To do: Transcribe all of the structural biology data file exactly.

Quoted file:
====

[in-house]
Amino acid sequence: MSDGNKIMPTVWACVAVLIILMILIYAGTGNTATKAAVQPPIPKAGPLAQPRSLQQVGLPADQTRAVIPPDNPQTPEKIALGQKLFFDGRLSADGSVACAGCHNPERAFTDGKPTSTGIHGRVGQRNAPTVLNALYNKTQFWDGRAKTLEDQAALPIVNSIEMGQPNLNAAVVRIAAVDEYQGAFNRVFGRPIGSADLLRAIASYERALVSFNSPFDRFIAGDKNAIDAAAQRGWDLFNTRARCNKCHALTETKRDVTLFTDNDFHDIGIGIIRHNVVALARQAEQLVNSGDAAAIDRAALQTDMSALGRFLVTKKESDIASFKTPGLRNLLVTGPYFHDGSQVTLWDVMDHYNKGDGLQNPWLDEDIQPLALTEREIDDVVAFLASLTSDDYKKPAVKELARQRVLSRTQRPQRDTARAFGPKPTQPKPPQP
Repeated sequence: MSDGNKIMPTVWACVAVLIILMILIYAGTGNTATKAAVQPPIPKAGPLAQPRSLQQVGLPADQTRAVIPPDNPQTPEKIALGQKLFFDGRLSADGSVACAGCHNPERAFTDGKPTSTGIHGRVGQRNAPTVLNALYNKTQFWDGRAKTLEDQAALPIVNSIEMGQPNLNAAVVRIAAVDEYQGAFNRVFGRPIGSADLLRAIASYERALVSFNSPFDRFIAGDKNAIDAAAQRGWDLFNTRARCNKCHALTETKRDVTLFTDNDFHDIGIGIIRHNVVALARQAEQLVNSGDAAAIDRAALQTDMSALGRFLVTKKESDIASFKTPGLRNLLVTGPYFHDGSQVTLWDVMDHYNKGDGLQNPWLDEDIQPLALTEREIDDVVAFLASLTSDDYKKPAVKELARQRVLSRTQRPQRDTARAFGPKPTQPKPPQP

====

[in-house]
Amino acid sequence: MSDGNKIMPTVWACVAVLIILMILIYAGTGNTATKAAVQPPIPKAGPLAQPRSLQQVGLPADQTRAVIPPDNPQTPEKIALGQKLFFDGRLSADGSVACAGCHNPERAFTDGKPTSTGIHGRVGQRNAPTVLNALYNKTQFWDGRAKTLEDQAALPIVNSIEMGQPNLNAAVVRIAAVDEYQGAFNRVFGRPIGSADLLRAIASYERALVSFNSPFDRFIAGDKNAIDAAAQRGWDLFNTRARCNKCHALTETKRDVTLFTDNDFHDIGIGIIRHNVVALARQAEQLVNSGDAAAIDRAALQTDMSALGRFLVTKKESDIASFKTPGLRNLLVTGPYFHDGSQVTLWDVMDHYNKGDGLQNPWLDEDIQPLALTEREIDDVVAFLASLTSDDYKKPAVKELARQRVLSRTQRPQRDTARAFGPKPTQPKPPQP
Repeated sequence: MSDGNKIMPTVWACVAVLIILMILIYAGTGNTATKAAVQPPIPKAGPLAQPRSLQQVGLPADQTRAVIPPDNPQTPEKIALGQKLFFDGRLSADGSVACAGCHNPERAFTDGKPTSTGIHGRVGQRNAPTVLNALYNKTQFWDGRAKTLEDQAALPIVNSIEMGQPNLNAAVVRIAAVDEYQGAFNRVFGRPIGSADLLRAIASYERALVSFNSPFDRFIAGDKNAIDAAAQRGWDLFNTRARCNKCHALTETKRDVTLFTDNDFHDIGIGIIRHNVVALARQAEQLVNSGDAAAIDRAALQTDMSALGRFLVTKKESDIASFKTPGLRNLLVTGPYFHDGSQVTLWDVMDHYNKGDGLQNPWLDEDIQPLALTEREIDDVVAFLASLTSDDYKKPAVKELARQRVLSRTQRPQRDTARAFGPKPTQPKPPQP